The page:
Special meeting of Stanly school board focuses on coronavirus
Published 12:30 am Wednesday, March 18, 2020
The Stanly County Board of Education called a special meeting Tuesday night to update its members and the public on Stanly County Schools’ plans to deal with issues related to the COVID-19 virus.
G. David Jenkins, Health and Human Services director for the Stanly County Health Department, gave a presentation regarding the coronavirus. Jenkins gave tips on how to prevent the spread of the virus (washing your hands, social distancing, staying home from work if sick) along with diagnostic information on when people are tested.
The director said people most at risk for catching COVID-19 include those 65 and older with underlying health conditions, like diabetes, heart or lung disease, or those with weakened immune systems.
Jenkins presented the most current numbers as of Tuesday afternoon regarding confirmed cases of COVID-19. Of the 5,702 cases in the United States, 45 are in North Carolina. While 94 Americans have died so far, none of which were from North Carolina, Stanly does not have a confirmed case.
The global mortality rates for coronavirus is 3.7 percent, which Jenkins said was much lower then other infectious diseases like SARS and MERS.
Face masks, which Jenkins said are in high demand and short supply, are not recommended for people to protect themselves from respiratory diseases including COVID-19. Masks should be worn by healthcare providers and those who show symptoms of the disease to prevent its spread to others.
Jenkins fielded questions from the board, including Jeff Chance, who asked about testing being available locally. The director said locally the department has the maximum amount of test kits allowed from the state lab. They also have local providers contracted with other testing companies like LabCorp who can do tests. Turnaround time on tests, he added, was about two to three days.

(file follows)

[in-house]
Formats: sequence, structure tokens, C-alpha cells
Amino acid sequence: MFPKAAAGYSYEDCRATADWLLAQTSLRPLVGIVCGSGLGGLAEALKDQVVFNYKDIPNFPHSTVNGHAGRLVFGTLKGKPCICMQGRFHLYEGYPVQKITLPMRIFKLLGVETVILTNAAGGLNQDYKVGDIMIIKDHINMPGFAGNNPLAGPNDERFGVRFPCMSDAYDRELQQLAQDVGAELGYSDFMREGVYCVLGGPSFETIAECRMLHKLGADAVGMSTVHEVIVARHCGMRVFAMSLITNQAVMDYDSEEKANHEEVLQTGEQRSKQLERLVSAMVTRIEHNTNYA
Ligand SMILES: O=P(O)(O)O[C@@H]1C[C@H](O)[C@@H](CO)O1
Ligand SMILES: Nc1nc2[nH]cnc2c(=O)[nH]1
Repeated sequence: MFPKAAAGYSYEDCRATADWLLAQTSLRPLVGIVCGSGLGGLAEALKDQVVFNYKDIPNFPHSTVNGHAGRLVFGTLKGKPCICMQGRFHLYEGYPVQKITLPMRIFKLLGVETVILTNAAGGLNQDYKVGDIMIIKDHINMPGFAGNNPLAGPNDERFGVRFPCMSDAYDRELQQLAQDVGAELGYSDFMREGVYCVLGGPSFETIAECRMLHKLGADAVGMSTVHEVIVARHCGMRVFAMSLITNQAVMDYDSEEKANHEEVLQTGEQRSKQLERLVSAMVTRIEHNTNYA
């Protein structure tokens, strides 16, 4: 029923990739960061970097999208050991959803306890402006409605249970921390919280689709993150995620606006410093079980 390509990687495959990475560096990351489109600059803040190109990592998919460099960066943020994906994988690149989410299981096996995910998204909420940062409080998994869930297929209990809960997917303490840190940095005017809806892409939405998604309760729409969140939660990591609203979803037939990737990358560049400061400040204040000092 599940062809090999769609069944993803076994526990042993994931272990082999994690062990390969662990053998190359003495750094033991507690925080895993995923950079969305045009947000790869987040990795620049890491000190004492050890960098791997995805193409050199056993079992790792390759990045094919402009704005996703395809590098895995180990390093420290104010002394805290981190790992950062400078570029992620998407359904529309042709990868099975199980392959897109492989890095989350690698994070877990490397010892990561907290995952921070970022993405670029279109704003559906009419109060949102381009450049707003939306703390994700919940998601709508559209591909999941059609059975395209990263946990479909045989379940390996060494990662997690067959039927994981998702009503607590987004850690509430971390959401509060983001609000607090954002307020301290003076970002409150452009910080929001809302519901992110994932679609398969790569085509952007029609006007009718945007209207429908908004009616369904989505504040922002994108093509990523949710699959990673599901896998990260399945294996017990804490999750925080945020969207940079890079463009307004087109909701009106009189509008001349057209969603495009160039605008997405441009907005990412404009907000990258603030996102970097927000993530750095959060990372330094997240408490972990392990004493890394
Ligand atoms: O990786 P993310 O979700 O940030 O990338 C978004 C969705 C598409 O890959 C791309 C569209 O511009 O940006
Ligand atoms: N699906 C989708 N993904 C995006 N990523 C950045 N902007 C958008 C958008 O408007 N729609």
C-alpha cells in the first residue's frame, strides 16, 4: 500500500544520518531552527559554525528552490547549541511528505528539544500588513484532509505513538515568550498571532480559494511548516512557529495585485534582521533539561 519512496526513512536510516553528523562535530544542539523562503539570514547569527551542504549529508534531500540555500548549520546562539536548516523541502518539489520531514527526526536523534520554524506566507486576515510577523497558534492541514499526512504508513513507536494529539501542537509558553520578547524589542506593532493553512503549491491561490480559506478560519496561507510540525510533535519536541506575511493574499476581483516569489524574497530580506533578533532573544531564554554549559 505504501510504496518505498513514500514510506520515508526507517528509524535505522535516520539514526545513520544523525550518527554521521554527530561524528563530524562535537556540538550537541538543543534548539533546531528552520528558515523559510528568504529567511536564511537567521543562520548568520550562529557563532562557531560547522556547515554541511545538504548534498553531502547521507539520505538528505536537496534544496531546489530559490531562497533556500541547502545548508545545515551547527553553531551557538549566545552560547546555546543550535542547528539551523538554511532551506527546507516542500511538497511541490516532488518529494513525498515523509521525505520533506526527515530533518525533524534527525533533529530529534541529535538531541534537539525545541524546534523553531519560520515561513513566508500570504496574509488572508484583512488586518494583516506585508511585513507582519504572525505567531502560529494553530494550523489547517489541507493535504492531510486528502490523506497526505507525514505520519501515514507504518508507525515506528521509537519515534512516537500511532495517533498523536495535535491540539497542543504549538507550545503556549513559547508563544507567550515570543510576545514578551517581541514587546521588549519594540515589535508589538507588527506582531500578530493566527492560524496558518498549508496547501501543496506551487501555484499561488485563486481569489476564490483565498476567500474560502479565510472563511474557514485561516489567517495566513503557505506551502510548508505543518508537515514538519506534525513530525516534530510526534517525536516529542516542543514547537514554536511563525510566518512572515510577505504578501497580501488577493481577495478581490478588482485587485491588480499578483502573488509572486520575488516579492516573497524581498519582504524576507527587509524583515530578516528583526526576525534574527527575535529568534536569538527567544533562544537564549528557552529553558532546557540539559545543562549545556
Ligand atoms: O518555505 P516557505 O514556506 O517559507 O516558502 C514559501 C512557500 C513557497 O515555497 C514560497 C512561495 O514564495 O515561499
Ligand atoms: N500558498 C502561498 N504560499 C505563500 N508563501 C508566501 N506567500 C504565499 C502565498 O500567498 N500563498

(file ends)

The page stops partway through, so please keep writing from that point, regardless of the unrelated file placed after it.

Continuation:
SCS Superintendent Dr. Jeff James noted two board meetings ago a plan was presented to them about remote learning.
“We already had some structures in place, preparing for inclement weather,” James said, noting the plans were more for weather than the current situation.
James said some of the laws involving transfers of funds allowed SCS to set up the lunch program. He added the number of meals fed Monday, 5,324, was the largest number in the state. The number grew Tuesday to 8,376, accounting for two meals (a hot lunch and the next day’s breakfast) per student.
Mandy Melton, Child Nutrition Director for SCS, said the United States Department of Agriculture requires schools to operate out of school with 50 percent or higher free/reduced lunch to provide meals at no cost.
Bus routes have delivered meals while any left over meals have been distributed at public parking lots such as Walmart and Family Dollar. The sites at the eight schools have drive-thru service.
Beverly Pennington, SCS’s Director of Student Services, said the meals were for any and all school-age children in Stanly, regardless of whether they attend public school in Stanly. Home-schooled or private school students may also receive a free lunch and breakfast.
James said the remote learning program had two weeks to prepare, but SCS did not need the full time. Packets for parents to pickup were to be ready Wednesday and Thursday mornings, with grades kindergarten through fifth grade getting paper packets and older students electronic or online lessons.
Classrooms, James said, will be cleaned with electrostatic foggers, of which SCS has six. Before the coronavirus, James noted when classrooms and buses at night were cleaned with the devices, absenteeism due to illness decreased.
Parents will also be allowed the next two days to pick up any items left behind by students. Anything still remaining, James said, will be sanitized and the schools sanitized.
Dr. Alisha Ellis, Director of Secondary Education and AIG, told the board she met with the principals of the middle and high schools to streamline communication between schools and families. Lists are being produced with teacher contact information as well as surveying students to see which have home WiFi access.
Chromebooks will be available for students to complete work assigned by teachers, both online and offline. The work should be approximately 30 to 45 minutes per subject.
The board also passed two motions Tuesday to ensure payment to locally-paid employees and continue to use teacher work days for the remainder of the week.